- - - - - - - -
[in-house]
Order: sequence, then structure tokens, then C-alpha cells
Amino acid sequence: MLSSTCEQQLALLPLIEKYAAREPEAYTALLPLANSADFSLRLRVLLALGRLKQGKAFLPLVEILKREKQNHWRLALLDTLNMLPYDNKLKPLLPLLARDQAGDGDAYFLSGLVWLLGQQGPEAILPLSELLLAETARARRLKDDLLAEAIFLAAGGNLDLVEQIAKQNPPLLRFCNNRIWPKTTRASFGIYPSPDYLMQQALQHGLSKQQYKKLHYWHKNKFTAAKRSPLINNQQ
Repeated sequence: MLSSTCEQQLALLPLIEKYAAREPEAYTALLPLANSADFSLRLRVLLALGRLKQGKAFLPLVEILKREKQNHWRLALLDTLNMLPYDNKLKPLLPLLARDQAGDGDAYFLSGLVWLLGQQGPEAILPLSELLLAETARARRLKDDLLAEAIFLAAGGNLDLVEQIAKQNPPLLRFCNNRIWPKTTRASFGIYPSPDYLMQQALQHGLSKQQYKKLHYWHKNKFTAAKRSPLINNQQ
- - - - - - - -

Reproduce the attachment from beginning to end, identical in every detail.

[in-house]
Order: sequence, then structure tokens, then C-alpha cells
Amino acid sequence: MLSSTCEQQLALLPLIEKYAAREPEAYTALLPLANSADFSLRLRVLLALGRLKQGKAFLPLVEILKREKQNHWRLALLDTLNMLPYDNKLKPLLPLLARDQAGDGDAYFLSGLVWLLGQQGPEAILPLSELLLAETARARRLKDDLLAEAIFLAAGGNLDLVEQIAKQNPPLLRFCNNRIWPKTTRASFGIYPSPDYLMQQALQHGLSKQQYKKLHYWHKNKFTAAKRSPLINNQQ
Repeated sequence: MLSSTCEQQLALLPLIEKYAAREPEAYTALLPLANSADFSLRLRVLLALGRLKQGKAFLPLVEILKREKQNHWRLALLDTLNMLPYDNKLKPLLPLLARDQAGDGDAYFLSGLVWLLGQQGPEAILPLSELLLAETARARRLKDDLLAEAIFLAAGGNLDLVEQIAKQNPPLLRFCNNRIWPKTTRASFGIYPSPDYLMQQALQHGLSKQQYKKLHYWHKNKFTAAKRSPLINNQQ